Steve Zaillian is one of those names that makes aspiring screenwriters genuflect, as his scripts have been directed by Steven Spielberg (Schindler’s List), Brian de Palma (Mission Impossible), Ridley Scott (Hannibal, American Gangster, Gods and Kings), David Fincher (The Girl with the Dragon Tattoo), Sydney Pollack (The Interpreter), and Bennett Miller (Moneyball). He’s been nominated for Best Screenplay four times and won once, for Schindler’s List. And while Zaillian’s last feature, the whitewashed debacle Exodus: Gods and Kings, didn’t exactly part the Red Sea — if you know what I mean — he's also co-writer of the adapted TV miniseries The Night Of, which is airing to great acclaim on HBO. Zaillian and Scorsese have worked together before, on Gangs of New York, although Zaillian shared credit for that with Jay Cocks (also the writer of Silence) and Kenneth Lonergan (a master in his own right). Scorsese tends to use screenwriters he’s comfortable with at this point in his career, and Zaillian more than fits that bill.

4. It’s going to be (reasonably) pricey.
At $100 million, The Irishman carries a high price tag for a non-franchise, non-superhero film. But The Wolf of Wall Street, which also cost $100 million, ended up making $392 million worldwide, giving some credibility to the idea that Scorsese’s vision can be enough to power a film at the box office. (It didn’t hurt that Wolf starred Leonardo DiCaprio, one of the few remaining global box-office draws.) Fábrica de Cine, the production company of Mexican financier Gaston Pavlovich, will finance, marking its second straight Scorsese–Paramount team-up after Silence.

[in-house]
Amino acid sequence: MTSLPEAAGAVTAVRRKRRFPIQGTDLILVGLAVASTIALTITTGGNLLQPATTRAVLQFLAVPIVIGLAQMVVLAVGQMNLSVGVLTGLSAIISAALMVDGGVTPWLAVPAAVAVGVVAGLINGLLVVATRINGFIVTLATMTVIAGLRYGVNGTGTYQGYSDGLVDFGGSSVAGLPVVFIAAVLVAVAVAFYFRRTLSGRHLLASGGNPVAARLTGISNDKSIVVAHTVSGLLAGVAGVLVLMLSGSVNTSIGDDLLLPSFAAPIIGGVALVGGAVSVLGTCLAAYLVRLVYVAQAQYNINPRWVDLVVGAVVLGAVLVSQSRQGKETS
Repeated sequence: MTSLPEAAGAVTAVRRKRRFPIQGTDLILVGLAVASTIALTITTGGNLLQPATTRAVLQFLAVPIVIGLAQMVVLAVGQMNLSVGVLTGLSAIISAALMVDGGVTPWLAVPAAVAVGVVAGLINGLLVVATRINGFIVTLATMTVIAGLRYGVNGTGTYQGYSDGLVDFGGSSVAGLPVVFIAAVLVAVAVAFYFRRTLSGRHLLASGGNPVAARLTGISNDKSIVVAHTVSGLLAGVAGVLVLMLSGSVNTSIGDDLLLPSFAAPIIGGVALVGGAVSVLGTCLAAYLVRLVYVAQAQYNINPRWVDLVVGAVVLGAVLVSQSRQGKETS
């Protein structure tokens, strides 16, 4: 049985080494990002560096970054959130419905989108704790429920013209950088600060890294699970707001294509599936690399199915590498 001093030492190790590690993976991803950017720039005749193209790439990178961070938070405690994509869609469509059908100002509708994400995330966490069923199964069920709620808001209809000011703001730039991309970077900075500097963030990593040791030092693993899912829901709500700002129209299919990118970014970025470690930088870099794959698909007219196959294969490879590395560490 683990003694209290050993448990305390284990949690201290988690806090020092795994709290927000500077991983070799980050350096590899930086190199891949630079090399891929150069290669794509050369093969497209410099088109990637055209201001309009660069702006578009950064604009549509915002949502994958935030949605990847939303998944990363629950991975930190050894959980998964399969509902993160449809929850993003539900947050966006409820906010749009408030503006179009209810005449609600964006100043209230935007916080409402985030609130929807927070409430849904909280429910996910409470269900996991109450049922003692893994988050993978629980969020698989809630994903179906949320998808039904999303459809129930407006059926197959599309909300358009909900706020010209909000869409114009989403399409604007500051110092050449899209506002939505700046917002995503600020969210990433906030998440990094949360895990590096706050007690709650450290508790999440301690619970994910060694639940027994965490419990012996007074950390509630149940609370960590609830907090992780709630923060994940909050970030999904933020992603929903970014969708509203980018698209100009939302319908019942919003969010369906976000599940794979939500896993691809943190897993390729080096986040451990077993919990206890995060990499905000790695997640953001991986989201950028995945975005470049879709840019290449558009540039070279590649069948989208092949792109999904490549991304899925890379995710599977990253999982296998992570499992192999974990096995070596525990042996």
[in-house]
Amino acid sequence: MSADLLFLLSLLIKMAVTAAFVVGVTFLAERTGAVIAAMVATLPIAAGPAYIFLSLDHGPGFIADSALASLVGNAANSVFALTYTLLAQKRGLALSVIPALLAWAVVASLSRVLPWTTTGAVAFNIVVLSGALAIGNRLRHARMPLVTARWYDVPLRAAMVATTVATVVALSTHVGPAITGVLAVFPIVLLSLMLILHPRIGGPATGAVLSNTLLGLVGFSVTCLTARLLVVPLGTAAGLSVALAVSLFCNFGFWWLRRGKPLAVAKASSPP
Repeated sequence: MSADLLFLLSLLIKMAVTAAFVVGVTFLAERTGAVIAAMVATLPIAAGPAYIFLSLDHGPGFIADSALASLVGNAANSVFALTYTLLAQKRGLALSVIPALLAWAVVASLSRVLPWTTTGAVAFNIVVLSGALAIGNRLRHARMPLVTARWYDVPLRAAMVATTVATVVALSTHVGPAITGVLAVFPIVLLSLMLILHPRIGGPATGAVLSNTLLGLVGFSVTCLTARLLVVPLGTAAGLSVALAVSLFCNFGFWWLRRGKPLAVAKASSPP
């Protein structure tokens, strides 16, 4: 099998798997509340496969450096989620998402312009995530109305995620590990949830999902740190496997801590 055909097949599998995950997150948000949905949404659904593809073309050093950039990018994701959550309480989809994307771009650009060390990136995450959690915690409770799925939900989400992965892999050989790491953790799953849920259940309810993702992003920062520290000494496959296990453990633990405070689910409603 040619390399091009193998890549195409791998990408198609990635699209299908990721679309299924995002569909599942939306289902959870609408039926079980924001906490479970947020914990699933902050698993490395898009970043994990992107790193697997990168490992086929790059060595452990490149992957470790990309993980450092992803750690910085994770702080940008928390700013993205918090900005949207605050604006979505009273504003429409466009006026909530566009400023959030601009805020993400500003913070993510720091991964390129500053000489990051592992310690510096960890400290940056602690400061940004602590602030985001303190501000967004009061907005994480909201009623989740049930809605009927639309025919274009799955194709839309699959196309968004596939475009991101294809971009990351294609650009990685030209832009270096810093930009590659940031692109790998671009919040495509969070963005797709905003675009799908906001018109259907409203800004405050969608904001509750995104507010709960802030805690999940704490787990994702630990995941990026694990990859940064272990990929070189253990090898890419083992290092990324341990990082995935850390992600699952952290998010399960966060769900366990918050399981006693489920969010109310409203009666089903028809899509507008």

5. It’s a major project for an up-and-coming studio.
At Cannes, STX, a young studio focused on making mid-budget, adult-targeted, star-powered films — which so far include The Gift, The Boy, and Hardcore Henrysecured the international rights to The Irishman, with Paramount distributing domestically. Along with Aaron Sorkin’s directorial debut, Molly’s Game, to which STX also acquired rights at Cannes, The Irishman will mark an enormous step forward for the nascent studio as it seeks to compete with the bigger powers worldwide.

6. It stars De Niro and Al Pacino, the latter in his first Scorsese flick.
Scorsese and De Niro have made eight films together — one of the most fruitful and consistent creative partnerships in the history of film. But, shockingly, Scorsese has never worked with Pacino before, despite the actor’s longevity and his role in one the greatest crime sagas not made by Scorsese, The Godfather. De Niro and Pacino, on the other hand, have collaborated three times now: in The Godfather II (where they did not share any scenes), the Michael Mann classic Heat, and the less-than-classic Righteous Kill. While there were also rumors that Scorsese has been pursuing Joe Pesci (the retired star of Goodfellas) to join them, as well as Harvey Keitel (a veteran of five Scorsese movies), neither appears to currently be a part of the production. (There's plenty of time.)

7. It will — according to De Niro — make its actors look younger.
De Niro said on Empire magazine’s podcast, “I’m working on The Irishman with Marty Scorsese, and there are sections, earlier periods in the film, where we’re experimenting with how I can [look younger], like Benjamin Button. Not only me, but the other actors too.” As interesting as this is, it’s also disappointing, because it eliminates any chance of Zac Efron taking on the role of younger Sheeran